Full characterization of liquid, semi-liquid, gel, or solid systems requires direct, supramolecular-level information (i.e., images, which show how molecules arrange to form clusters of various sizes and shapes). Cryogenictemperature transmission electron microscopy (cryo-TEM) is the method of choice for obtaining such direct imaging of liquid or semi-liquid specimens, thermally fixed into a vitreous or quasi-solid state. Cryo-TEM provides highresolution direct images of the assemblies in the system. Thus, it can elucidate the nature of the basic building blocks that make up the systems, covering a wide range of length scales from few nanometers to several microns. In addition, coexistence of many different assemblies present in the examined systems is quite easily observed in the micrographs. The interpretation of data cryo-TEM produces is usually quite straightforward, not model-dependent. In contrast, experimental interpretation data from "indirect methods", such as scattering techniques, is model dependent and is complicated when the system contains more than one type of aggregate or a broad size distribution. In the case of molecular gels, the unique rheological properties are the result of supramolecular aggregates. Those may be regular or irregular, homogenous or very diverse. Thus, cryo-TEM is most useful to image the range of the nanostructures present in those systems. In some cases, direct images provide the only way to prove a suggested or a theoretically predicted model. That was demonstrated for example in the case of the theoretically predicted branched micelles , the shape of the "end-caps" of thread-like micelles [2, 3], and the exact nanostructure and mechanism of formation of lithocholate nanotubes [4, 5]. While micrographs are most useful, at the same time one should keep in mind that cryo-TEM is not a strictly quantitative technique. It is the technique of choice to determine the structural building blocks of complex fluid systems, but the quantitative data should be usually provided by other techniques, such as small-angle X-ray scattering (SAXS) (see Chapter 11), small-angle neutron scattering (SANS) (see Chapter 10), or nuclear magnetic resonance (NMR). Another advantage of these scattering techniques is that they probe the bulk of the system, not just a small sample of it; they thus provide a real statistical average. However, in a very heterogeneous system, such an average may be difficult to interpret. In addition, these techniques are "model dependent" they are not "observer-dependent". In fact, the best experimental approach is to apply cryo-TEM to collect data on the nature of the nano-building blocks of the system, use that information to construct a physical model that is used to interpret data from the above mentioned "indirect techniques", and then check whether those latter results agree with cryo-TEM images to rule out possible artifacts. Below we describe the basic aspects of cryo-TEM. That is followed by a review of the applications of the technique to the study of gel and gel-like systems. The interested reader will find more details about the technique and its application to other systems in references [6, 7].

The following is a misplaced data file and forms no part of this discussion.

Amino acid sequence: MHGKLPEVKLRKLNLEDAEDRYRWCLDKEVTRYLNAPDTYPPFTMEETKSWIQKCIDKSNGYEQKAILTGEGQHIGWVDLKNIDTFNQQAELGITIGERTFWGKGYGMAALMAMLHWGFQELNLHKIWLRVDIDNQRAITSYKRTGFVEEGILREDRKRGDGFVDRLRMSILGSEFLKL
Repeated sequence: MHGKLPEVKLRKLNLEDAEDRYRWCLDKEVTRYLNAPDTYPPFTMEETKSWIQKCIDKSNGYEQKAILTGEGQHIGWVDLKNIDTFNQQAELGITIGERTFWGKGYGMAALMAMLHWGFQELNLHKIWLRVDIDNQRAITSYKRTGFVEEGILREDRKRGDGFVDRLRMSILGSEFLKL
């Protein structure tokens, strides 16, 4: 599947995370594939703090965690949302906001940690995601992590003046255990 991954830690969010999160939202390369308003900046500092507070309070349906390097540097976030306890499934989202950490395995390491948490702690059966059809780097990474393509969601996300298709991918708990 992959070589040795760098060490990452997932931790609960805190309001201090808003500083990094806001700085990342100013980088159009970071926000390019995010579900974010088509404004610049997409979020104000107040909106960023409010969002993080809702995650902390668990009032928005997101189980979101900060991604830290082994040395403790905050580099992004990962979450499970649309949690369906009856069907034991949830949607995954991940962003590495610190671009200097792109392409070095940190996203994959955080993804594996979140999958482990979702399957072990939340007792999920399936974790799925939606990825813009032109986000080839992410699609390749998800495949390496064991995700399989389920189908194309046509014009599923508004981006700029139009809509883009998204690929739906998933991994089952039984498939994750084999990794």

|Title of host publication||Molecular Gels|
|Subtitle of host publication||Materials with Self-Assembled Fibrillar Networks|
|Number of pages||22|
|ISBN (Print)||1402033524, 9781402033520|
|State||Published - 2006|